PARCC: Person Against Required Crude Curriculum
We’ve all heard about PARCC and Common Core over the past year. States, under pressure by the federal government, are adopting these standards and tests. PARCC and Common Core are bunched together in this article since they both came at roughly the same time. The results of this “experiment” have been dreadful.
There has been national outcry, and for good reason. Here is my take, as a student, on this issue… My first experience with PARCC came this past spring in the third quarter of school. In past years, we would take one week off from instruction for our state test, and that would be it for the entire year.
Now, we take three weeks off, with an additional week in the fourth quarter. Keep in mind that PARCC stands for “Partnership for the Assessment of Readiness for College and Careers”. By effectively taking out one month of our learning time, PARCC is not getting us ready for “College and Careers”. It boggles me as to why we must take the test on computers. There are many problems with this.
For me, the math equation editor was very difficult to use, and sometimes lagged. The parentheses were programmed so that it was only possible to enter ordered pairs inside. The editor has two different fonts, and randomly switches between the two. It is also impossible to control which font one wants. In addition to the technical details, many schools just don’t have enough computers to test everyone at the same time. At my school, we are fortunate enough to have laptops in every room.
However, other schools may not be as privileged, as I have seen during my frequent trips to other schools around the state for academic bowl. Imagine only having four desktops in a room and trying to test twenty students. Doing the test on paper would be much easier, and would save the hassle of the math equation editor. To me, as a test-taker, it seems that the question-writers didn’t really pay too much attention when writing the PARCC. For example, during the extended-response section for math, the directions read “Show your work OR explain how you got your answer”. It is very difficult to understand whether they want me to choose an option or do both.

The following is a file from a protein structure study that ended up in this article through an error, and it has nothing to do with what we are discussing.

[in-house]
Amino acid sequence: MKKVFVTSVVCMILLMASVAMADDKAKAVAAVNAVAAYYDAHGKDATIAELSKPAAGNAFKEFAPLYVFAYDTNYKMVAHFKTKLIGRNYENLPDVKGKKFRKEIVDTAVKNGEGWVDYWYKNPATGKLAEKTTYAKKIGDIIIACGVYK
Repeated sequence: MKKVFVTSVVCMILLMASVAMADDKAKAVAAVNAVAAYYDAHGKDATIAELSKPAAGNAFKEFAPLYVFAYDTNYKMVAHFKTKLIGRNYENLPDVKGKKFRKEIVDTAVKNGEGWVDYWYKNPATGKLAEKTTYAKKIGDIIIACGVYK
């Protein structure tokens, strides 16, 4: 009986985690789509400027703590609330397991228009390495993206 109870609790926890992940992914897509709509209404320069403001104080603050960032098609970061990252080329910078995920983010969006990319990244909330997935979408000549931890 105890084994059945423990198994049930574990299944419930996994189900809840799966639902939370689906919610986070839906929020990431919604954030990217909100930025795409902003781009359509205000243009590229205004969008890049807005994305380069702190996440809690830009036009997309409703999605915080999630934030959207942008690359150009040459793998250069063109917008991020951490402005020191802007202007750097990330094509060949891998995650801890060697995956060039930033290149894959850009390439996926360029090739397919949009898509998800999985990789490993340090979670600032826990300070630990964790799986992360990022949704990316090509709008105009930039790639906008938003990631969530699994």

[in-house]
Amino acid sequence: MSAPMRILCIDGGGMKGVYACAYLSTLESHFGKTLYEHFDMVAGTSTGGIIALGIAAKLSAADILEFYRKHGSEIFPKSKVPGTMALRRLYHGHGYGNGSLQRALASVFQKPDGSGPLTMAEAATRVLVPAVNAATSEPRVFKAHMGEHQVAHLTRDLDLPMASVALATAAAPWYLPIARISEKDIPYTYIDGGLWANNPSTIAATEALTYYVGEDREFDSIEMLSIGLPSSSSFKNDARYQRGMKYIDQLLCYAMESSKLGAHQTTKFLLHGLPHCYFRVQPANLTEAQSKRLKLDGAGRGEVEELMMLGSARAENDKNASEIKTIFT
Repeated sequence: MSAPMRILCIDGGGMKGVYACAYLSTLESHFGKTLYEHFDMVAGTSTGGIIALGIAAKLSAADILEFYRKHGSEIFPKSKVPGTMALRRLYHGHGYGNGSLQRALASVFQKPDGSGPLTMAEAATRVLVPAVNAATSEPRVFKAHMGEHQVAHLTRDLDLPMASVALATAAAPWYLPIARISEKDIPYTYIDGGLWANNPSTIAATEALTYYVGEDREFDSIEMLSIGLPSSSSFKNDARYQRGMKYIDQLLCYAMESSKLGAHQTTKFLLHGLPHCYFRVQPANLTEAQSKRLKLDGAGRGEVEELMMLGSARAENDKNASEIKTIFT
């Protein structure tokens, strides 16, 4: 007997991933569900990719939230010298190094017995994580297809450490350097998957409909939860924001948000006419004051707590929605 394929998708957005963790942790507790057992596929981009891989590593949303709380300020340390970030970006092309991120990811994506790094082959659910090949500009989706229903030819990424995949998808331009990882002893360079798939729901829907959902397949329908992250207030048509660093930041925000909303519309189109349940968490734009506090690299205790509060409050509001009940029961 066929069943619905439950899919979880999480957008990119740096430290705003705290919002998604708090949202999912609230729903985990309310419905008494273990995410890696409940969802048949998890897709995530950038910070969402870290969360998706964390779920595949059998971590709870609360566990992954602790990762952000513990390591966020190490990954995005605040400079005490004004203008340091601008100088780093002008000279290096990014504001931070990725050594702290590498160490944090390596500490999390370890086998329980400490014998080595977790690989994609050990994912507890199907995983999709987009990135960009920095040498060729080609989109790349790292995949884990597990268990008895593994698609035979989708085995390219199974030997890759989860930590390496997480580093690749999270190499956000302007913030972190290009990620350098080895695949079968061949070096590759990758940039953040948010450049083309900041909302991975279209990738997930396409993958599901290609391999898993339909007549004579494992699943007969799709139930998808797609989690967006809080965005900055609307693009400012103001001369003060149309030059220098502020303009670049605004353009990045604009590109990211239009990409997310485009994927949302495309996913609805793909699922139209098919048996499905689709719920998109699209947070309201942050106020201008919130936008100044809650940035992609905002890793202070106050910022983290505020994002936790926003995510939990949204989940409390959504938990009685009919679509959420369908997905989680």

I took it literally and picked the first option. There were also occasional typos. If we’re expected to perform our best, then shouldn’t the test-makers live up to their own standards? Parents’ voices are also lost in Common Core (CC). Some parents have been arrested and thrown out of meetings for objecting to CC, as was reported in Baltimore by the Huffington Post. It is ultimately up to parents to decide what is best for their children, and CC takes that away from them.
Even educators cannot make this choice; the schools are being pressured to adopt CC. America loves to celebrate diversity. Stereotypes are frowned upon, and we teach our kids to “recognize differences” and be open to new things. CC has taken that all away by installing a one-size-fits-all education program. Students in Grade X must know A, B, and C, otherwise, they won’t be promoted to the next grade.
This type of curriculum assumes that all students are the same, and in doing so, forgets that children learn at all sorts of different paces. In addition, CC standards are set much higher than previous standards. In fact, they are about one to two grades higher, especially in the area of math. This creates an unfair advantage to younger students, as other students one year ahead of them will effectively have one less year of schooling. In our quest to create a centralized, uniform curriculum we have actually messed up the normal order of progression.
And, finally, the most important problem of CC, in a legal sense, is that it violates the 10th amendment to the Constitution. It runs: “The powers not delegated to the United States by the Constitution, nor prohibited by it to the States, are reserved to the States respectively, or to the people.” Basically, any powers not given to the federal government by the Constitution are left to the state governments or the people themselves. The Federal government is violating the law of the land by pressuring states to adopt CC. In addition, they have created a “Race to the Top” program, which is basically bribery for states to use CC in their schools. As a student, I have been very frustrated with CC and PARCC, and so have my teachers.They have decreased the quality and fun of school for all, and I hope that soon we will all realize the failure of CC and PARCC.